We Will All Become Old Men

When we are young we will:

  • Think we can own the world
  • Want to destroy institutions
  • Fall in love with love
  • Join radical movements

But when we grow old, we will change.

  • We will talk about what’s been lost
  • Enjoy convenience
  • Want things a certain way
  • Protect what we have built

Are all of these things inevitable? I don’t know. But the shock rockers of old world have become the reality television stars of the new, the hippies have become oligarchs, and the champions of the many have become the advocates of the few. Things change.

In every one of us there is a part that wants every one of the above. One side is always stronger, but we can sometimes feel the other breaking through. We feel it when we clutch our purse in the subway or when we feel outrage at what a government is doing. Open and closed are opposite trends but neither will ever die.

Every day we get to choose a side. Every day we embrace the new, we get younger. Every day we aren’t willing to abandon what came before, we get older.

Somewhere in the middle, I’m guessing there’s a sweet spot. Right?







13 responses to “We Will All Become Old Men”

  1. Colleen Clifford Avatar

    When you are young you have very little to lose; risks are easier to take because you don’t have that far to fall. As you get older you accumulate more stuff, money, prestige; risks become riskier because you have more at stake. The kicker (that most people don’t realize) is that trying to hold onto everything you currently have without moving forward makes it oh-so-easy for others to pass you by. And as others get farther ahead of you, it’s more likely that their risks will earn them the rewards you thought were your given right. You lose the race by not running it.

    I’m with you on this one. I’m betting finding a good compromise in the middle (not too risky yet still embracing change) is the way to go.

  2. Eric Pratum Avatar

    Many of us recall that guy (or gal) from high school, college, or some other time when we were younger that was just a little less passionate than we were. We said, “This is the best thing ever.” He said, “Well, not ever. It’s good, but there have been better.” We said, “Our generation will change everything.” He said, “Things will change, but that change will be no more spectacular than what has come before.” And so on. We all hated that guy.

    Now that we’re older, we might say, “I don’t want the government taxing me so much to pay for universities. I already got my education.” He says, “Wait a minute. Taxes paid for your education. Why shouldn’t kids today get that same right?” We say, “Things were simpler 20 years ago.” He says, “No. They were just different.” And so on.

    We might still hate that guy, but I’m guessing he’s closer to that sweet spot than we are. But even if he is, would we want to trade places with him? Sure, we might avoid a lot of disappoint, arguments, and other controversy, but would we wish to live a life less passionate than what we currently have?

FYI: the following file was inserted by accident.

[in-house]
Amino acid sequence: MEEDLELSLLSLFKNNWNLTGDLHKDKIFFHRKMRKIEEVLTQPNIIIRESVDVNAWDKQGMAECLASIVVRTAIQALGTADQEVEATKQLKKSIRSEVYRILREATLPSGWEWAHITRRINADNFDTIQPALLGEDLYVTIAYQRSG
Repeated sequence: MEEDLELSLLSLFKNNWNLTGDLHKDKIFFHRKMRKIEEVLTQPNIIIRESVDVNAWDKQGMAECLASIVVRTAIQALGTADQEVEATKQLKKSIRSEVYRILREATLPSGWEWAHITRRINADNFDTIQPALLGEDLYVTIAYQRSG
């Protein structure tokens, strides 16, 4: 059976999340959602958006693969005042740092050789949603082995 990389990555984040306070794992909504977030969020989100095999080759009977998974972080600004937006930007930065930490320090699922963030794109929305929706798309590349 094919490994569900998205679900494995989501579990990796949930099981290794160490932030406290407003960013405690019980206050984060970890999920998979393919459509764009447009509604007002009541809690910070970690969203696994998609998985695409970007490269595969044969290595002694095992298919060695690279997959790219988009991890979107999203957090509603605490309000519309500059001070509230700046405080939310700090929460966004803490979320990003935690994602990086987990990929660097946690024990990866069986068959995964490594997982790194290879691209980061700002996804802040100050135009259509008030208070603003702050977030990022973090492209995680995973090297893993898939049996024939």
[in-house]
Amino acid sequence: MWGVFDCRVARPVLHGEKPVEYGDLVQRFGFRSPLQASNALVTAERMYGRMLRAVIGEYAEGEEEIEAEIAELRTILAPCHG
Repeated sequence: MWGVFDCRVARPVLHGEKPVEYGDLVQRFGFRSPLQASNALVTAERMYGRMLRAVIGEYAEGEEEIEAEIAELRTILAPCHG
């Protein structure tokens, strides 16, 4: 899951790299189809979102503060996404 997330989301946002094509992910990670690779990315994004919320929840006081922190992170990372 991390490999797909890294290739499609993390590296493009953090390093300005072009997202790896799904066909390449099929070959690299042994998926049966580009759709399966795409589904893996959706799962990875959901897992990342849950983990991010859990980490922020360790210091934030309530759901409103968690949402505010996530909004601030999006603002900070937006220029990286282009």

1. Julien Avatar

      @Eric– I like your thinking. I remember that kid and I was usually on the other side of that argument (“This is the best ever,” etc.).

      On Twitter yesterday I wrote the following: “Trust the future.” That might need to be a post, because I think people who take up the mantle tomorrow may make mistakes, but they will also do great things, more than what we expected of them. Maybe tomorrow’s enthusiastic kids will be the world’s heroes.

  3. Eric Pratum Avatar

    @Julien Thank you very much. I agree that “Trust the future” could make a good post. I look forward to reading your take on it.

  4. Steve Brogan Avatar
    Steve Brogan

    I hope that I never reach the point when I become an old man. Yes, I do like things a certain way. Don’t move my bed or my favorite chair. But when I stop thinking new thoughts or start rejecting new ideas, that is when I become an old man. But until then I intend to continue learning and growing. Julien, as always, great post!

  5. Alex Greenwood Avatar

    I had my first child two years ago when I turned 40, and have meditated on this very thing often. Many dreams left by the wayside, few regrets, but plenty of false starts. Finally found the best things in life: a partner who stands by me, a child to adore and taking control of my career by starting my own company. That said, I’m resisting the urge to call it “all good” and build a bunker to protect it all. I’m out on the firing line every day, and that won’t–cannot–change. Keeping your head down means you miss what’s running past.

  6. SusanE Avatar

    My grandparents raised my dad. Worked to have a nice home, enjoyed their life, complained about taxes and high prices, bought music lessons for their 2 kids, and owned a car, and complained about the young generation. (Great depression) Grandpa worked hard. They never became “old” peole.